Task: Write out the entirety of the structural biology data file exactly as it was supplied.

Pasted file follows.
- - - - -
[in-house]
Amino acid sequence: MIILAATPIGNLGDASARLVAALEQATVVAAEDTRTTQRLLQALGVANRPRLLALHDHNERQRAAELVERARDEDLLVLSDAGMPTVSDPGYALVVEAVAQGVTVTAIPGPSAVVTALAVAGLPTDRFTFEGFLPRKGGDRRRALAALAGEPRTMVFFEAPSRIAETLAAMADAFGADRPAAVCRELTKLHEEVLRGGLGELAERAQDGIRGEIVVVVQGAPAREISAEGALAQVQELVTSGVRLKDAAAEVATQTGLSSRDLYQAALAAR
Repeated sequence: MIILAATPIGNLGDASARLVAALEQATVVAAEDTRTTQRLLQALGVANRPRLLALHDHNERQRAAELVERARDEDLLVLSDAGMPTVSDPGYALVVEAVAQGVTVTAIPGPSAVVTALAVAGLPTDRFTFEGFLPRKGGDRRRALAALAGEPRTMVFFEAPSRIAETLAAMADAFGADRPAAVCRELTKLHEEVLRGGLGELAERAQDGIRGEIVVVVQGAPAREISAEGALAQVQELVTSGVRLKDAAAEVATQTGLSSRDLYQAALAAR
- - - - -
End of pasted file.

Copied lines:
[in-house]
Amino acid sequence: MIILAATPIGNLGDASARLVAALEQATVVAAEDTRTTQRLLQALGVANRPRLLALHDHNERQRAAELVERARDEDLLVLSDAGMPTVSDPGYALVVEAVAQGVTVTAIPGPSAVVTALAVAGLPTDRFTFEGFLPRKGGDRRRALAALAGEPRTMVFFEAPSRIAETLAAMADAFGADRPAAVCRELTKLHEEVLRGGLGELAERAQDGIRGEIVVVVQGAPAREISAEGALAQVQELVTSGVRLKDAAAEVATQTGLSSRDLYQAALAAR
Repeated sequence: MIILAATPIGNLGDASARLVAALEQATVVAAEDTRTTQRLLQALGVANRPRLLALHDHNERQRAAELVERARDEDLLVLSDAGMPTVSDPGYALVVEAVAQGVTVTAIPGPSAVVTALAVAGLPTDRFTFEGFLPRKGGDRRRALAALAGEPRTMVFFEAPSRIAETLAAMADAFGADRPAAVCRELTKLHEEVLRGGLGELAERAQDGIRGEIVVVVQGAPAREISAEGALAQVQELVTSGVRLKDAAAEVATQTGLSSRDLYQAALAAR